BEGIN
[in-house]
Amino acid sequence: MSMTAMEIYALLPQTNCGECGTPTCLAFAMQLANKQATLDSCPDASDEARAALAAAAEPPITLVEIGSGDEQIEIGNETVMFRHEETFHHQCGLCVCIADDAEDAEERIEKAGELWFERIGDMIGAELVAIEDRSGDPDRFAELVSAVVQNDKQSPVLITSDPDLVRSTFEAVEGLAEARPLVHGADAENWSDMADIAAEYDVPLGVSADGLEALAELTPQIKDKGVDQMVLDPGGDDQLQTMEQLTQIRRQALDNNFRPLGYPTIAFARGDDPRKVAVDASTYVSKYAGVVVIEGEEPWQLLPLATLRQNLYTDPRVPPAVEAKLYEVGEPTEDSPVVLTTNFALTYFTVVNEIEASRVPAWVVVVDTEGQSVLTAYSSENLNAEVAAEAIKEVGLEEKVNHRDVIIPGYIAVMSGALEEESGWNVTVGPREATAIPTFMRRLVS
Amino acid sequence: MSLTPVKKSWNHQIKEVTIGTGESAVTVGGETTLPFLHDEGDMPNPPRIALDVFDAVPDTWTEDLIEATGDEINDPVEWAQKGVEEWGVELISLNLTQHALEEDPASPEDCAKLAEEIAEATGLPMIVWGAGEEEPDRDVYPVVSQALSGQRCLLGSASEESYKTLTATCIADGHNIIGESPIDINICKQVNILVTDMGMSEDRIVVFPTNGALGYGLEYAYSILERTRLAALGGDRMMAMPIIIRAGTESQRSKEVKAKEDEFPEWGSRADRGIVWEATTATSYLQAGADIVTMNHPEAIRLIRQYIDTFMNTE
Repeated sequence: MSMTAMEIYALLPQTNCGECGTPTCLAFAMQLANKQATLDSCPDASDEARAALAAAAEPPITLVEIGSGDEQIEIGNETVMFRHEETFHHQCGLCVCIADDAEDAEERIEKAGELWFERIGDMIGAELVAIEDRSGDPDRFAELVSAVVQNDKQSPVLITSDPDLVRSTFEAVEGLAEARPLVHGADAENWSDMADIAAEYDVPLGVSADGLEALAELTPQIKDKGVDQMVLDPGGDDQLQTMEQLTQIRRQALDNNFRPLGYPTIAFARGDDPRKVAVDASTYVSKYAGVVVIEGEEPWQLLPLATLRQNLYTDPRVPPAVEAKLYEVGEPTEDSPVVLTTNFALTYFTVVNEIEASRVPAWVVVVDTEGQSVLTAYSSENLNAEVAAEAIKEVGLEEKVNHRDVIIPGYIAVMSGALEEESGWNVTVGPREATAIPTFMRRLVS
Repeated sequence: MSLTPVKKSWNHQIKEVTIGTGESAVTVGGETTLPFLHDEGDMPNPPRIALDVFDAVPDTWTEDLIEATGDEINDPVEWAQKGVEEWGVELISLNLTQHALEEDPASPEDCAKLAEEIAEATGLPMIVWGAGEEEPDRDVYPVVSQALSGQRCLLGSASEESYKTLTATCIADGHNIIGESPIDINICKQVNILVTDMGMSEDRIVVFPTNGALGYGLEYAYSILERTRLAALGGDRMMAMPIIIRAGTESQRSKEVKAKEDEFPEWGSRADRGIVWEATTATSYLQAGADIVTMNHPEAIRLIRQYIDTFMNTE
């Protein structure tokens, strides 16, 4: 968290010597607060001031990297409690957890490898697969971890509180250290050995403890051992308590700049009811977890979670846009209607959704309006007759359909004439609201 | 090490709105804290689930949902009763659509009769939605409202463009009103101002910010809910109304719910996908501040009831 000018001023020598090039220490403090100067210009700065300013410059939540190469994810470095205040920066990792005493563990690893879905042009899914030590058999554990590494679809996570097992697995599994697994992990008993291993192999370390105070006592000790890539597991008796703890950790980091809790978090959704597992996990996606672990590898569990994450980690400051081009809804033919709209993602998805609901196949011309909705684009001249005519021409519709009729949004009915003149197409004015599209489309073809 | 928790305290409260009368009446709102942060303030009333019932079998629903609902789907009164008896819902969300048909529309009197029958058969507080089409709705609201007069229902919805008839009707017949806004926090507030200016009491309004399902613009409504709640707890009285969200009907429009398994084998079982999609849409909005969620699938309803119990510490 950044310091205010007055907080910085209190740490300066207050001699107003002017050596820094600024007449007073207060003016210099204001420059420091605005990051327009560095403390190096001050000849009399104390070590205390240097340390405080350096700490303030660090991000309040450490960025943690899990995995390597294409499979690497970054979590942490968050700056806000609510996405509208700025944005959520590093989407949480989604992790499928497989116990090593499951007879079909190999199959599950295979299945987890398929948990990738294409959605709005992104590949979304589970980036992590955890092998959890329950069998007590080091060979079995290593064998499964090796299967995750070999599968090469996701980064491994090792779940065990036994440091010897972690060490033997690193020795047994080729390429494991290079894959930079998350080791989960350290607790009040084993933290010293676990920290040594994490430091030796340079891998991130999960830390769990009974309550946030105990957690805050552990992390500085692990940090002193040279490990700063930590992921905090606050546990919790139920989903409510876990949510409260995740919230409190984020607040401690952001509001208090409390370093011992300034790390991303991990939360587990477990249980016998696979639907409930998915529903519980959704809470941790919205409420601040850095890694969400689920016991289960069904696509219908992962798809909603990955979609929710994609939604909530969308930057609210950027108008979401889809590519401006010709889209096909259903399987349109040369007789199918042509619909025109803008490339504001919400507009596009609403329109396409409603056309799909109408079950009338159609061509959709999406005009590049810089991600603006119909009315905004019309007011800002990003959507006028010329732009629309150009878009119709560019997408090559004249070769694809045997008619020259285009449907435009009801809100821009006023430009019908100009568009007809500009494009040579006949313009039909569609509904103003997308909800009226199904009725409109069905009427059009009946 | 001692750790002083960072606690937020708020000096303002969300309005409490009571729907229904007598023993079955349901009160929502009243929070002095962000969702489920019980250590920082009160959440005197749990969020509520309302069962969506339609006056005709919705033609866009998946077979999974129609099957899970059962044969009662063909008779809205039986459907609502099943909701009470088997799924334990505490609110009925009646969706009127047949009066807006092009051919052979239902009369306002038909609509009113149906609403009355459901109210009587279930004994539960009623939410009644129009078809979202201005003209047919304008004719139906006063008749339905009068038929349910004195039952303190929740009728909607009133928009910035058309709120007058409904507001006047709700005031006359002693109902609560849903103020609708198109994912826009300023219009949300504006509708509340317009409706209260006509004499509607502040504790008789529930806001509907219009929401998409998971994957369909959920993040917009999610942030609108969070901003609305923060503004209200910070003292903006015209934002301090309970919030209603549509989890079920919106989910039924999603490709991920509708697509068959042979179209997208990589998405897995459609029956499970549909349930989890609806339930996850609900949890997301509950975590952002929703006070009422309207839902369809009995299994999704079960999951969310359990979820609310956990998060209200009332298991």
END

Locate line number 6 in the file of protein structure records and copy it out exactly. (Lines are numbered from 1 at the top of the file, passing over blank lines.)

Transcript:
């Protein structure tokens, strides 16, 4: 968290010597607060001031990297409690957890490898697969971890509180250290050995403890051992308590700049009811977890979670846009209607959704309006007759359909004439609201 | 090490709105804290689930949902009763659509009769939605409202463009009103101002910010809910109304719910996908501040009831 000018001023020598090039220490403090100067210009700065300013410059939540190469994810470095205040920066990792005493563990690893879905042009899914030590058999554990590494679809996570097992697995599994697994992990008993291993192999370390105070006592000790890539597991008796703890950790980091809790978090959704597992996990996606672990590898569990994450980690400051081009809804033919709209993602998805609901196949011309909705684009001249005519021409519709009729949004009915003149197409004015599209489309073809 | 928790305290409260009368009446709102942060303030009333019932079998629903609902789907009164008896819902969300048909529309009197029958058969507080089409709705609201007069229902919805008839009707017949806004926090507030200016009491309004399902613009409504709640707890009285969200009907429009398994084998079982999609849409909005969620699938309803119990510490 950044310091205010007055907080910085209190740490300066207050001699107003002017050596820094600024007449007073207060003016210099204001420059420091605005990051327009560095403390190096001050000849009399104390070590205390240097340390405080350096700490303030660090991000309040450490960025943690899990995995390597294409499979690497970054979590942490968050700056806000609510996405509208700025944005959520590093989407949480989604992790499928497989116990090593499951007879079909190999199959599950295979299945987890398929948990990738294409959605709005992104590949979304589970980036992590955890092998959890329950069998007590080091060979079995290593064998499964090796299967995750070999599968090469996701980064491994090792779940065990036994440091010897972690060490033997690193020795047994080729390429494991290079894959930079998350080791989960350290607790009040084993933290010293676990920290040594994490430091030796340079891998991130999960830390769990009974309550946030105990957690805050552990992390500085692990940090002193040279490990700063930590992921905090606050546990919790139920989903409510876990949510409260995740919230409190984020607040401690952001509001208090409390370093011992300034790390991303991990939360587990477990249980016998696979639907409930998915529903519980959704809470941790919205409420601040850095890694969400689920016991289960069904696509219908992962798809909603990955979609929710994609939604909530969308930057609210950027108008979401889809590519401006010709889209096909259903399987349109040369007789199918042509619909025109803008490339504001919400507009596009609403329109396409409603056309799909109408079950009338159609061509959709999406005009590049810089991600603006119909009315905004019309007011800002990003959507006028010329732009629309150009878009119709560019997408090559004249070769694809045997008619020259285009449907435009009801809100821009006023430009019908100009568009007809500009494009040579006949313009039909569609509904103003997308909800009226199904009725409109069905009427059009009946 | 001692750790002083960072606690937020708020000096303002969300309005409490009571729907229904007598023993079955349901009160929502009243929070002095962000969702489920019980250590920082009160959440005197749990969020509520309302069962969506339609006056005709919705033609866009998946077979999974129609099957899970059962044969009662063909008779809205039986459907609502099943909701009470088997799924334990505490609110009925009646969706009127047949009066807006092009051919052979239902009369306002038909609509009113149906609403009355459901109210009587279930004994539960009623939410009644129009078809979202201005003209047919304008004719139906006063008749339905009068038929349910004195039952303190929740009728909607009133928009910035058309709120007058409904507001006047709700005031006359002693109902609560849903103020609708198109994912826009300023219009949300504006509708509340317009409706209260006509004499509607502040504790008789529930806001509907219009929401998409998971994957369909959920993040917009999610942030609108969070901003609305923060503004209200910070003292903006015209934002301090309970919030209603549509989890079920919106989910039924999603490709991920509708697509068959042979179209997208990589998405897995459609029956499970549909349930989890609806339930996850609900949890997301509950975590952002929703006070009422309207839902369809009995299994999704079960999951969310359990979820609310956990998060209200009332298991």